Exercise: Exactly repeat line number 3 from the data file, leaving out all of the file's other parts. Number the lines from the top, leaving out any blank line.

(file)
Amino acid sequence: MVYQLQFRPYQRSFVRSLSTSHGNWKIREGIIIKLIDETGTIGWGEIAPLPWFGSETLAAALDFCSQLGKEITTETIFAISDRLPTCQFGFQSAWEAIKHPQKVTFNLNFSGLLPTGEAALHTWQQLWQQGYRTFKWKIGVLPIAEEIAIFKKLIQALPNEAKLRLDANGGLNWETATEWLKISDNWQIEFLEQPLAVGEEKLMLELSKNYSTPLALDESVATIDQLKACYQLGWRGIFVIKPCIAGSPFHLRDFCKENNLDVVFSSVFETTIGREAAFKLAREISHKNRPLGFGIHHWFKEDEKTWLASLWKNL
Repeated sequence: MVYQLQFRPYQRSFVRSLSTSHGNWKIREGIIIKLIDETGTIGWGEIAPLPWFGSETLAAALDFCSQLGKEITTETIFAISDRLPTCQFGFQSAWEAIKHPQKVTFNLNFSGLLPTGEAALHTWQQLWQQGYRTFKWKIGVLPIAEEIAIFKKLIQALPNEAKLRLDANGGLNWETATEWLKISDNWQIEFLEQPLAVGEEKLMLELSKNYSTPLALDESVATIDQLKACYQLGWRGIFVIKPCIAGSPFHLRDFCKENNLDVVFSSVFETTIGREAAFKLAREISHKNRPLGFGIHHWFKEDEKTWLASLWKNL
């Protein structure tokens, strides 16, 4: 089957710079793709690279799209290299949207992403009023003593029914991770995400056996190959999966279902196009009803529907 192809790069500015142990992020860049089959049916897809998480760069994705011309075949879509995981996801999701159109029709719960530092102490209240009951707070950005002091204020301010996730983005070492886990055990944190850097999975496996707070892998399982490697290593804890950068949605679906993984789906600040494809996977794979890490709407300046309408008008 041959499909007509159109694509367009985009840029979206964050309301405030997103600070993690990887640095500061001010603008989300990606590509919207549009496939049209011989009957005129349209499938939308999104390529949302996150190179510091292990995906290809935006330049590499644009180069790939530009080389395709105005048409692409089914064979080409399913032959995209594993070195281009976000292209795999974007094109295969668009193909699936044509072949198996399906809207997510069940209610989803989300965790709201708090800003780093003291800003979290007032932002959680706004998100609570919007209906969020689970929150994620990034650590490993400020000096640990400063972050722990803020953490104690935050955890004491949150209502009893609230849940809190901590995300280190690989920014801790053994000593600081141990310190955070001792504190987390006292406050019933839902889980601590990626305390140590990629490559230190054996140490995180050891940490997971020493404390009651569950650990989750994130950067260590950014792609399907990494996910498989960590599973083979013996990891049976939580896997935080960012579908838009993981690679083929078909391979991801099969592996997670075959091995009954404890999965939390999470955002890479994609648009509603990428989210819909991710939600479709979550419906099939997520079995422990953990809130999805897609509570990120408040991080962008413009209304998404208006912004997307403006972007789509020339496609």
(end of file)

């Protein structure tokens, strides 16, 4: 089957710079793709690279799209290299949207992403009023003593029914991770995400056996190959999966279902196009009803529907 192809790069500015142990992020860049089959049916897809998480760069994705011309075949879509995981996801999701159109029709719960530092102490209240009951707070950005002091204020301010996730983005070492886990055990944190850097999975496996707070892998399982490697290593804890950068949605679906993984789906600040494809996977794979890490709407300046309408008008 041959499909007509159109694509367009985009840029979206964050309301405030997103600070993690990887640095500061001010603008989300990606590509919207549009496939049209011989009957005129349209499938939308999104390529949302996150190179510091292990995906290809935006330049590499644009180069790939530009080389395709105005048409692409089914064979080409399913032959995209594993070195281009976000292209795999974007094109295969668009193909699936044509072949198996399906809207997510069940209610989803989300965790709201708090800003780093003291800003979290007032932002959680706004998100609570919007209906969020689970929150994620990034650590490993400020000096640990400063972050722990803020953490104690935050955890004491949150209502009893609230849940809190901590995300280190690989920014801790053994000593600081141990310190955070001792504190987390006292406050019933839902889980601590990626305390140590990629490559230190054996140490995180050891940490997971020493404390009651569950650990989750994130950067260590950014792609399907990494996910498989960590599973083979013996990891049976939580896997935080960012579908838009993981690679083929078909391979991801099969592996997670075959091995009954404890999965939390999470955002890479994609648009509603990428989210819909991710939600479709979550419906099939997520079995422990953990809130999805897609509570990120408040991080962008413009209304998404208006912004997307403006972007789509020339496609």